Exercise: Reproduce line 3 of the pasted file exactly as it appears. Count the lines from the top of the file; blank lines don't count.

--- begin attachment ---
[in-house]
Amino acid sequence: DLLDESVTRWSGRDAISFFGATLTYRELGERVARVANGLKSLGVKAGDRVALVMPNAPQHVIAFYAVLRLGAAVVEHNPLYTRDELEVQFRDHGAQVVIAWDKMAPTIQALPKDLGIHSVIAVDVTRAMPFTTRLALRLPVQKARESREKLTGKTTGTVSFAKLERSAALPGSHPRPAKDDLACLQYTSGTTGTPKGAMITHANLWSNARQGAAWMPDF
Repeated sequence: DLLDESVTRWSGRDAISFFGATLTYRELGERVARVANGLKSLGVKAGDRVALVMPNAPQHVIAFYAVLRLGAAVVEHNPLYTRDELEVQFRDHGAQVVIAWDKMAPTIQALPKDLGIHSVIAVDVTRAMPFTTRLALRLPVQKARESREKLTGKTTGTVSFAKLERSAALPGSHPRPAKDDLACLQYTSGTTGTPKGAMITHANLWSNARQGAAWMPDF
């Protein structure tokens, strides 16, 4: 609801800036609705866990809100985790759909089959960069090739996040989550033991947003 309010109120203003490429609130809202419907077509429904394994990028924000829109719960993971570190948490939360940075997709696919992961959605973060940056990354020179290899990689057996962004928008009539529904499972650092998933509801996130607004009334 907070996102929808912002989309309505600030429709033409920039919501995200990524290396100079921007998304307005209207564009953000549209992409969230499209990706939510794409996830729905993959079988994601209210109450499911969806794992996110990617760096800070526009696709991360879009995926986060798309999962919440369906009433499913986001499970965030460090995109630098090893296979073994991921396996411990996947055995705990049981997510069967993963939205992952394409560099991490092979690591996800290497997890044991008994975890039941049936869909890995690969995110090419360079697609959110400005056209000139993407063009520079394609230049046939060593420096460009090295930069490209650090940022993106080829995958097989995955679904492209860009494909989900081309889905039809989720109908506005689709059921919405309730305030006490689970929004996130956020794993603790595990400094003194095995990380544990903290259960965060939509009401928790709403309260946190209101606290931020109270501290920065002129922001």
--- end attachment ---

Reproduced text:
Repeated sequence: DLLDESVTRWSGRDAISFFGATLTYRELGERVARVANGLKSLGVKAGDRVALVMPNAPQHVIAFYAVLRLGAAVVEHNPLYTRDELEVQFRDHGAQVVIAWDKMAPTIQALPKDLGIHSVIAVDVTRAMPFTTRLALRLPVQKARESREKLTGKTTGTVSFAKLERSAALPGSHPRPAKDDLACLQYTSGTTGTPKGAMITHANLWSNARQGAAWMPDF